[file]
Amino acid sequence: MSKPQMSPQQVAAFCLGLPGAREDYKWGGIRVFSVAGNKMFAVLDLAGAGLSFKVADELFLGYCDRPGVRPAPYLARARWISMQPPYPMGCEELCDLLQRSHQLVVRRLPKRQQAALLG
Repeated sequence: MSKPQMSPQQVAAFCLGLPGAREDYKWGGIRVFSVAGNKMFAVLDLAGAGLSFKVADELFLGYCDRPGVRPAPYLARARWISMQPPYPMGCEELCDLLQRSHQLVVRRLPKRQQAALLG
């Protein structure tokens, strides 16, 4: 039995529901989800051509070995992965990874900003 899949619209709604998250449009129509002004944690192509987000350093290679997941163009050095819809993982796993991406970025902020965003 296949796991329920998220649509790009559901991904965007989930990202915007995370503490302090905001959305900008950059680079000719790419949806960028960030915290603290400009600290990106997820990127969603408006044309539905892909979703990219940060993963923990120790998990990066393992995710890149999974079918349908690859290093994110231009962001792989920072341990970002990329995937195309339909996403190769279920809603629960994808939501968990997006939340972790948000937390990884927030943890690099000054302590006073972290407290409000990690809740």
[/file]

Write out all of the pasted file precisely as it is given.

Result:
Amino acid sequence: MSKPQMSPQQVAAFCLGLPGAREDYKWGGIRVFSVAGNKMFAVLDLAGAGLSFKVADELFLGYCDRPGVRPAPYLARARWISMQPPYPMGCEELCDLLQRSHQLVVRRLPKRQQAALLG
Repeated sequence: MSKPQMSPQQVAAFCLGLPGAREDYKWGGIRVFSVAGNKMFAVLDLAGAGLSFKVADELFLGYCDRPGVRPAPYLARARWISMQPPYPMGCEELCDLLQRSHQLVVRRLPKRQQAALLG
């Protein structure tokens, strides 16, 4: 039995529901989800051509070995992965990874900003 899949619209709604998250449009129509002004944690192509987000350093290679997941163009050095819809993982796993991406970025902020965003 296949796991329920998220649509790009559901991904965007989930990202915007995370503490302090905001959305900008950059680079000719790419949806960028960030915290603290400009600290990106997820990127969603408006044309539905892909979703990219940060993963923990120790998990990066393992995710890149999974079918349908690859290093994110231009962001792989920072341990970002990329995937195309339909996403190769279920809603629960994808939501968990997006939340972790948000937390990884927030943890690099000054302590006073972290407290409000990690809740």